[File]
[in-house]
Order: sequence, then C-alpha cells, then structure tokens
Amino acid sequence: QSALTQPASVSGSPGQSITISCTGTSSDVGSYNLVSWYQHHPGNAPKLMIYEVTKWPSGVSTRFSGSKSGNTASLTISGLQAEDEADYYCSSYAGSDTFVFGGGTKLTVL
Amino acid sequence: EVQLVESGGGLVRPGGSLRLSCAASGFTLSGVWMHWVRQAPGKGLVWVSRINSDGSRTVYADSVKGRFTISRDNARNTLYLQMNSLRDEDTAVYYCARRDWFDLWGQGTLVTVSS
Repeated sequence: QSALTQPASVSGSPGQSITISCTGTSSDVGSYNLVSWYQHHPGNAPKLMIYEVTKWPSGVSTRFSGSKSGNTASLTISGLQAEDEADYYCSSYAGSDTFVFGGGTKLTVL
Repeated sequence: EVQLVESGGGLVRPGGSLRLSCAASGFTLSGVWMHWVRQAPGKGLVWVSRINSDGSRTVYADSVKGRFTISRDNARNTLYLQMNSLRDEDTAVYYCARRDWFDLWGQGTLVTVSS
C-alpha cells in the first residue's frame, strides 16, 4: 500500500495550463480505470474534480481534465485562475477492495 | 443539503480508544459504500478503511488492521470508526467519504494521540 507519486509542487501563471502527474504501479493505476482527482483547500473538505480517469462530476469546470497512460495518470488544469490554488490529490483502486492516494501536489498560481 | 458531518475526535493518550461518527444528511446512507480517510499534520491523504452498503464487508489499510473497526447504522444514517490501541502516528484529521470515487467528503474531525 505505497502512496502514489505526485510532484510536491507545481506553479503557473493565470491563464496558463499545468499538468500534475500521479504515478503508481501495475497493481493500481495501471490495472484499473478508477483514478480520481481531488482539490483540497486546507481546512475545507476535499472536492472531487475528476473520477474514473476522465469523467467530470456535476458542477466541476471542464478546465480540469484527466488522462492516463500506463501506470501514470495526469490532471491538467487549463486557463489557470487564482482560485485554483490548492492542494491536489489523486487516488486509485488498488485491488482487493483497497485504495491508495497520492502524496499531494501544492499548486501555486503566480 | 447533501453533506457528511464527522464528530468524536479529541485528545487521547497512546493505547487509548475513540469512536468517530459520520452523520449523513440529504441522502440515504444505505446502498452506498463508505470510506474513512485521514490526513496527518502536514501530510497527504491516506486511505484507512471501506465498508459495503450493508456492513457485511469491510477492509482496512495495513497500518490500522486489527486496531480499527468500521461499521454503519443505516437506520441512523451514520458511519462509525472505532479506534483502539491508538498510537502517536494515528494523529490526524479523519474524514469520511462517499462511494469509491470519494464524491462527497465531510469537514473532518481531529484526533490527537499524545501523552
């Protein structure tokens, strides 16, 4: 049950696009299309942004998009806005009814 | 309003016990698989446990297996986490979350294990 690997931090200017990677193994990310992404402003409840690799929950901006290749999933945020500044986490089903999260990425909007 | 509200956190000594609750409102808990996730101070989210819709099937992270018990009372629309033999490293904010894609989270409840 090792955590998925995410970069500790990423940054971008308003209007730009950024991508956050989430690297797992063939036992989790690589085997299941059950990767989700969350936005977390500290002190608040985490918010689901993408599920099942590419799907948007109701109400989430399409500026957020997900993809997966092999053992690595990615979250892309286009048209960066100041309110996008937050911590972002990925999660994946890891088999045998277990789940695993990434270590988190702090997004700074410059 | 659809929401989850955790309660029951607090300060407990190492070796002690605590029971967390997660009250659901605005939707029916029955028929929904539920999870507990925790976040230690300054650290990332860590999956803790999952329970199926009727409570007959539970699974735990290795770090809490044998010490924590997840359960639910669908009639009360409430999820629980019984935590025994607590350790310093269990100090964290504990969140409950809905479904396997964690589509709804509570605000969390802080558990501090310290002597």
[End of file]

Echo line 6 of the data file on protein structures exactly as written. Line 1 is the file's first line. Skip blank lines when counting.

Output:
Repeated sequence: EVQLVESGGGLVRPGGSLRLSCAASGFTLSGVWMHWVRQAPGKGLVWVSRINSDGSRTVYADSVKGRFTISRDNARNTLYLQMNSLRDEDTAVYYCARRDWFDLWGQGTLVTVSS